Cooking Demo Kitchen Startup Plan

We just received a question from a reader about how to start a cooking demonstration program.

Which cooking equipment do you recommend for doing cooking demos?

Our best advice? KISS – Keep it short and simple. For 2 reasons:

1) You need to use what consumers are using in their own kitchens so they walk away with an ‘I can do this’ attitude. While a copper gas stove is entertaining on the Food Network, a simple kitchen setup is better for consumers who want to learn to cook healthy. Use equipment they already have and what you are used to using yourself!

2) Simple is just better for speaking and working in front of a live audience in a demo kitchen atmosphere.

Two pieces are in our ‘must-have’ category:

Stove top burner – can be portable and powered by electricity or propane/butane (make sure you have adequate ventilation for gas

Microwave – this is a must for us and we have done demos using just a microwave – you can cook anything in it – even pasta in boiling water if you must – we have even baked a cake in one! And we actually prefer to have 2 microwaves in a demo kitchen (and even our own kitchen) so you can keep moving and keep the audience interested.

But most important is that it is easy to cook vegetables and even fruits in a microwave!

Vegetables cook fast and with little water in a microwave so they retain better color, texture and nutrients. There is less mess when using a microwave for steaming and you can often cook, serve and store the items in the same glass dish.

Of course a real range with a stove and oven is even better.

There are three more pieces of cooking equipment that are important for teaching healthier cooking, in our opinion:

  • crockpot – because you can demo beans and soups – those cook without attendance time and make it easy for today’s time-pressed consumer to prepare these items on a regular basis
  • pressure cooker or instant-pot because it cooks many things in 10 minutes or less including soups, potatoes, vegetables, grains, protein, and some legumes (many legumes cook in 20 minutes or less with no soaking needed!
  • a rice cooker – we find this item makes cooking brown rice so easy that people are inclined to do them over and over and over. And you can cook other whole grains in it. The best part about a rice cooker is that it cooks rice and other grains perfectly and you don’t have to stand over a stove stirring. You set it and forget it.

Finally, here are a few more things you shouldn’t forget:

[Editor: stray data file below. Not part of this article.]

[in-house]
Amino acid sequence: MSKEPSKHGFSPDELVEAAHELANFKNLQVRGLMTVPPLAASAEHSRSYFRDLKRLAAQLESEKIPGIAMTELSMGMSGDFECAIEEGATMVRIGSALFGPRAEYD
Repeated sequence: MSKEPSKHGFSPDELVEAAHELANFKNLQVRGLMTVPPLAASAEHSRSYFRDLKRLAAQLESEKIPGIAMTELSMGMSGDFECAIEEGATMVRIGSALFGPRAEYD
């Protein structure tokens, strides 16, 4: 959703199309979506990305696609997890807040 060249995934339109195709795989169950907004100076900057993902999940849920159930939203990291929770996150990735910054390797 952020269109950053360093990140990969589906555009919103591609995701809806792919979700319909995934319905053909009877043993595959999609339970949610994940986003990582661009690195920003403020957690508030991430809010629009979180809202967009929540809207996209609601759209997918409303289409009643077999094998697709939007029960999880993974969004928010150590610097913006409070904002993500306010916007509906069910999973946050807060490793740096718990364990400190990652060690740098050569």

• New cutting boards and wet paper towels to stick them to the table – we prefer white plastic cutting boards or bendable boards that can go in the dishwasher when done
  • Sharp knives
  • Containers, cups and bags to put pre-measured ingredients – no one wants to watch you measure everything – have it ready to go
  • Multiple cooking utensils, measuring cups and spoons (have enough so you don’t have to wash anything while doing your demo)
  • Rubber scrapers
  • Peelers
  • Can openers
  • Platters for display
  • Cups/plates/napkins/utensils for taste samples

And our ‘nice-to-have’ equipment list for really wonderful meals and finishing touches:

  • toaster oven – to roast asparagus, nuts, whole grain bread, oven fried potatoes, tomatoes (great for a kitchen that doesn’t have an oven)
  • food processor – for salsa, roasted marinara sauce
  • mixer – if you are going to be baking or making mashed potatoes
  • hand held immersion blender – wonderful for creamy vegetable soups

Where would we go to buy equipment and small wares?

Walmart or other discount stores, department store sales, Amazon or a local restaurant supply store. We have picked up very nice items on Amazon and enjoy reading everyone’s reviews.

How can you set up a small room for client cooking education:

Consider a portable “island” cart that has wheels, a counter top, and drawers and cabinets. You can use it for storage when not teaching classes. And it can be pushed out to become the demo table for class time. Just make sure you lock the wheels so it stays put while cooking. If you are teaching an interactive class be sure to have a few work stations and to split your group into teams of 2 to 4 so they can each make a recipe. It is always good to give each group a different recipe because they will learn everything by doing it and observing others.


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updated on 05-20-2024